> Is there any efficient way of finding the intesection point of two
> I mean to say that, there are two singly linked lists and they meet at
> some point. I want to find out the addres of the node where the two
>
> thanks for any help...
>

struct node
{
struct node *next;
void *data;
int flag;
}

Iterate from start one to then end setting all the flags.
Iterate from start two. When you find a set flag, that's your merge point.

Horrid hack.
For some reason we cannot carry a flag about. So reverse the bits of the
next pointer. Almost always you will be able to detect a bit-reversed
pointer. You keep the start of list one and go through for a second time,
undoing your bit mangling. Needless to say, the horrid hack is dangerous.

--
Free games and programming goodies.
http://www.personal.leeds.ac.uk/~bgy1mm

Robert Latest
Guest
Posts: n/a

 01-22-2008
http://www.velocityreviews.com/forums/(E-Mail Removed) wrote:

>> listA: A -- B -- C -- D
>> \
>> E -- F -- G
>> /
>> listB: H -- I
>>
>> You compare A with H, B with I, C with E, D with F, E with G. Now the loop
>> stops, and q is NULL. You missed the merge point completely.
>>
>> I believe this has to be done in two nested loops (or at least, "as if" it
>> were two nested loops! - i.e. O(listAnodecount * listBnodecount)), but I'd
>> be delighted to be proved wrong.

>
> Not proving you wrong, but let me remark that for a doubly linked list
> the problem becomes trivial

....insofar as the above constellation couldn't occur in doubly-linked
lists. What would the "previous" pointer of E point to?

robert

micans@gmail.com
Guest
Posts: n/a

 01-22-2008
On Jan 22, 10:23 am, Robert Latest <(E-Mail Removed)> wrote:
> (E-Mail Removed) wrote:
> >> listA: A -- B -- C -- D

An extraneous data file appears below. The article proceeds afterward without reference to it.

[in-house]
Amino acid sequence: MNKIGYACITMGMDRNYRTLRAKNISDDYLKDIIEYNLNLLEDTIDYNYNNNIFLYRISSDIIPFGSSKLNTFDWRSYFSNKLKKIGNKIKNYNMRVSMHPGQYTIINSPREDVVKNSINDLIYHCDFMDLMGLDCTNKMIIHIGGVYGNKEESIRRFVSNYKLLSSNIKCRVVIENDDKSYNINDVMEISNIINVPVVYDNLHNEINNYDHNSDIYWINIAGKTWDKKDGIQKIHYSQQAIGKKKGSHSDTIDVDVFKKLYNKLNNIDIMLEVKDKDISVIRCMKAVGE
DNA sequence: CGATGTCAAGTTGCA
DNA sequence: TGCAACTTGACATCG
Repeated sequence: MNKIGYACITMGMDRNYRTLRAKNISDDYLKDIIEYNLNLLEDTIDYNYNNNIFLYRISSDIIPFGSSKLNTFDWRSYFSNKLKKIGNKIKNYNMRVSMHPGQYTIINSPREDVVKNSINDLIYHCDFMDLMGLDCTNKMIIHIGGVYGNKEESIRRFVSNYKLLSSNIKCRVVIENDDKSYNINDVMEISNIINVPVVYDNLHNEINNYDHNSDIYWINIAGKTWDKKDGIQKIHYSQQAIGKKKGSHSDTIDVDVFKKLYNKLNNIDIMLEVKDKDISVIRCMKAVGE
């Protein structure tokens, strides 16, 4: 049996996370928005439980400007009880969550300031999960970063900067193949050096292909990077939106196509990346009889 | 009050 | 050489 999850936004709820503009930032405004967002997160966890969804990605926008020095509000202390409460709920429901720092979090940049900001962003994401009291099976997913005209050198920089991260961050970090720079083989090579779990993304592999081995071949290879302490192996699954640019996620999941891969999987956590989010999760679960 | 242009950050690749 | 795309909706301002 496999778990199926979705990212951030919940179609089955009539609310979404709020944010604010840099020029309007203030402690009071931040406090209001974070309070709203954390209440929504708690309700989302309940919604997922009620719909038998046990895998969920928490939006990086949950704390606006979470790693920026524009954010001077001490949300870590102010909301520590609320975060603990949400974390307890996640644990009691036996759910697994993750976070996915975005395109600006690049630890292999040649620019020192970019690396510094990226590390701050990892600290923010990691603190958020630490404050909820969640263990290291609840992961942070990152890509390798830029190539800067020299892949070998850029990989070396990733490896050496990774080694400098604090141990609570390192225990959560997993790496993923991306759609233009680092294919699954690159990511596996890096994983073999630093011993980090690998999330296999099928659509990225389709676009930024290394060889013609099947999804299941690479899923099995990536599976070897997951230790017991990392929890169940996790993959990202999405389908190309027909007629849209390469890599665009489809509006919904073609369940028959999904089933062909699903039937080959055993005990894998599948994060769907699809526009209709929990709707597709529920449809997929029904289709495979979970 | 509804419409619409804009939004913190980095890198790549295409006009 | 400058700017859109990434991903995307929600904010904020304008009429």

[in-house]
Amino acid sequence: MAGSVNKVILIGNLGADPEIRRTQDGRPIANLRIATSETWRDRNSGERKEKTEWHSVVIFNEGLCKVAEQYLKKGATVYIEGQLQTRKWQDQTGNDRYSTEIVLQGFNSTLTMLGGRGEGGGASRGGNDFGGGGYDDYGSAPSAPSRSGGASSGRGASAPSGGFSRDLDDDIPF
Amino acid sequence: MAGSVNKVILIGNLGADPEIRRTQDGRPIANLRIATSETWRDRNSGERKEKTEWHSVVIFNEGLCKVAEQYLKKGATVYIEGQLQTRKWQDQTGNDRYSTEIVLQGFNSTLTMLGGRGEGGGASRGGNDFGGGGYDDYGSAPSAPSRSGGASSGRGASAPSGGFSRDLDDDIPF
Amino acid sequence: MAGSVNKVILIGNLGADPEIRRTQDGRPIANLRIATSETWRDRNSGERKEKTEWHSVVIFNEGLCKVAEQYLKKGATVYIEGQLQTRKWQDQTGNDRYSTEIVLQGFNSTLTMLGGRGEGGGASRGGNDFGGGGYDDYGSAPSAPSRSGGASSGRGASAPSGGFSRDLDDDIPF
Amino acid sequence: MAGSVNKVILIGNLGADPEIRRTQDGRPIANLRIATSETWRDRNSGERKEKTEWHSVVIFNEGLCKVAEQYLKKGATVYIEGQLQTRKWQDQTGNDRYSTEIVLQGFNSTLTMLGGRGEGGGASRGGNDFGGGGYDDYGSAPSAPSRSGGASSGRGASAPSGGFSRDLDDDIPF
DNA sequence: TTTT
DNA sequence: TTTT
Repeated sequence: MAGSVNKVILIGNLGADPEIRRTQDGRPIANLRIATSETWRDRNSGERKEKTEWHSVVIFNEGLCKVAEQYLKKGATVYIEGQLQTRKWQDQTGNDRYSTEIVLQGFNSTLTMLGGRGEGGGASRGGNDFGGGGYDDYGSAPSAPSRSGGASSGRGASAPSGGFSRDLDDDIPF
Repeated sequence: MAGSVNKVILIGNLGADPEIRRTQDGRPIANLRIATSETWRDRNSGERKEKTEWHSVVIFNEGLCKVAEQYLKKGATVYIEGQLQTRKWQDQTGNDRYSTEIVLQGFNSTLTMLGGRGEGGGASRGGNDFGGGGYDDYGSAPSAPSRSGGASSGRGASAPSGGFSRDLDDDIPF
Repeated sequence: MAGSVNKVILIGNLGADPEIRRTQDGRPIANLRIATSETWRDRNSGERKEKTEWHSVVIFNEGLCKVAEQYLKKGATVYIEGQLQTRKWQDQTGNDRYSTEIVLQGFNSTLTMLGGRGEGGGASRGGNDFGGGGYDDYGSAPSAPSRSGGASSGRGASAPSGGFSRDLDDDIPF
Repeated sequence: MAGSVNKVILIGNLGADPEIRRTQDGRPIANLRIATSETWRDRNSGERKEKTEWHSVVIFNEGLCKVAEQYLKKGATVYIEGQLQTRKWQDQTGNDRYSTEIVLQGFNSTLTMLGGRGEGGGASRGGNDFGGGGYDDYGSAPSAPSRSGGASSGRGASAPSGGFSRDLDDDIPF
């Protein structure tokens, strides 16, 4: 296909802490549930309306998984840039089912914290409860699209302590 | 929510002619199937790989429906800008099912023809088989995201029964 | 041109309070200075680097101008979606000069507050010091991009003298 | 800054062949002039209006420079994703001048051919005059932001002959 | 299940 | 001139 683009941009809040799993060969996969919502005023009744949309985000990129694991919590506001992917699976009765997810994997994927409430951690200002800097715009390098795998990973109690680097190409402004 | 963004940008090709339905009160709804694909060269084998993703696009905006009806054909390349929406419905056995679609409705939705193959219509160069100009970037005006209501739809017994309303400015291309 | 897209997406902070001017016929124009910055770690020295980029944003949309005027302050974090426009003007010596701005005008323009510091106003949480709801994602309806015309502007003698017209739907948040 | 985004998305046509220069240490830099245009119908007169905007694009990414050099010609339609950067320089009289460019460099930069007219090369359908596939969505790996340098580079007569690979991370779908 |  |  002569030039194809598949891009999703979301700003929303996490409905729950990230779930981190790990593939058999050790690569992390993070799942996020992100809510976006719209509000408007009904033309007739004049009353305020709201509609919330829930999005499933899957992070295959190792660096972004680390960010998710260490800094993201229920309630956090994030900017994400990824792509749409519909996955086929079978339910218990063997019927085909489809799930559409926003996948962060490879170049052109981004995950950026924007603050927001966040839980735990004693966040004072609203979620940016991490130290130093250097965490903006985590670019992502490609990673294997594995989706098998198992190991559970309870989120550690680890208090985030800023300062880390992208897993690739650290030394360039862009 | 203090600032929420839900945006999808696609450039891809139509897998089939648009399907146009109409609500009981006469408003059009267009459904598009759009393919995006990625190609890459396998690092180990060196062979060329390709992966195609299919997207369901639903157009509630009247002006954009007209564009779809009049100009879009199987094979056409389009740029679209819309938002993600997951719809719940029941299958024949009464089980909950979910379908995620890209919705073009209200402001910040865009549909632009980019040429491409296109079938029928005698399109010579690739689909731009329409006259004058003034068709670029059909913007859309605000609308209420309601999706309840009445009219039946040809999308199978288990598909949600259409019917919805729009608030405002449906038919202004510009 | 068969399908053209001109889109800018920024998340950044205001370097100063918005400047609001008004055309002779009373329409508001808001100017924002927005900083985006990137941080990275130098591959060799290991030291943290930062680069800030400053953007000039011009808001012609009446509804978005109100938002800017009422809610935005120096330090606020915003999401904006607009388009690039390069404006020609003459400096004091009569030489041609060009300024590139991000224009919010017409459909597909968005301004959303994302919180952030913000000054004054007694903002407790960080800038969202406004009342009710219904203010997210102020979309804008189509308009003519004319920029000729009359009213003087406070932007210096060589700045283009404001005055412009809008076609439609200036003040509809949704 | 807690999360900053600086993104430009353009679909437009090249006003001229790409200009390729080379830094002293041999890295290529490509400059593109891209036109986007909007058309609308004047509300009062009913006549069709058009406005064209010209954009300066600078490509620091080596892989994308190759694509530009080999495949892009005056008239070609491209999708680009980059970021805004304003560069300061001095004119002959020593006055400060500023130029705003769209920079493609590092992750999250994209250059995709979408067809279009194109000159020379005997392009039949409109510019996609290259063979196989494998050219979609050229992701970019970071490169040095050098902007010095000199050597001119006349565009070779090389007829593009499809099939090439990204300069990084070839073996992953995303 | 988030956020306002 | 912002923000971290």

> >> \
> >> E -- F -- G
> >> /
> >> listB: H -- I

>
> >> You compare A with H, B with I, C with E, D with F, E with G. Now the loop
> >> stops, and q is NULL. You missed the merge point completely.

>
> >> I believe this has to be done in two nested loops (or at least, "as if" it
> >> were two nested loops! - i.e. O(listAnodecount * listBnodecount)), but I'd
> >> be delighted to be proved wrong.

>
> > Not proving you wrong, but let me remark that for a doubly linked list
> > the problem becomes trivial

>
> ...insofar as the above constellation couldn't occur in doubly-linked
> lists. What would the "previous" pointer of E point to?
>
> robert

Indeed time for coffee ..

Stijn

junky_fellow@yahoo.co.in
Guest
Posts: n/a

 01-22-2008
On Jan 22, 3:19*pm, "Malcolm McLean" <(E-Mail Removed)> wrote:
> <(E-Mail Removed)> wrote in message
> > * Is there any efficient way of finding the intesection point of two
> > singly linked lists ?
> > I mean to say that, there are two singly linked lists and they meet at
> > some point. I want to find out the addres of the node where the two

>
> > thanks for any help...

>
> struct node
> {
> * *struct node *next;
> * *void *data;
> * * int flag;
>
> }
>
> Iterate from start one to then end setting all the flags.
> Iterate from start two. When you find a set flag, that's your merge point.
>

In fact, I also thought of similar kind of solution, but there need
not be a flag in the node structure. I also thought of using the
padding bytes inserted in between the members of a structure and put
some pattern in the padding/unused bytes each time a node is
traversed. But, there may not be any padding bytes at all.

santosh
Guest
Posts: n/a

 01-22-2008
(E-Mail Removed) wrote:

> On Jan 22, 3:19*pm, "Malcolm McLean" <(E-Mail Removed)> wrote:
>> <(E-Mail Removed)> wrote in message
>> > Is there any efficient way of finding the intesection point of two
>> > singly linked lists ?
>> > I mean to say that, there are two singly linked lists and they meet
>> > at some point. I want to find out the addres of the node where the

>>
>> > thanks for any help...

>>
>> struct node
>> {
>> struct node *next;
>> void *data;
>> int flag;
>>
>> }
>>
>> Iterate from start one to then end setting all the flags.
>> Iterate from start two. When you find a set flag, that's your merge
>> point.
>>

> In fact, I also thought of similar kind of solution, but there need
> not be a flag in the node structure. I also thought of using the
> padding bytes inserted in between the members of a structure and put
> some pattern in the padding/unused bytes each time a node is
> traversed. But, there may not be any padding bytes at all.

In addition, padding bytes need not retain their values after a write.
In fact, I think an attempt to write to them at all invokes undefined
behaviour.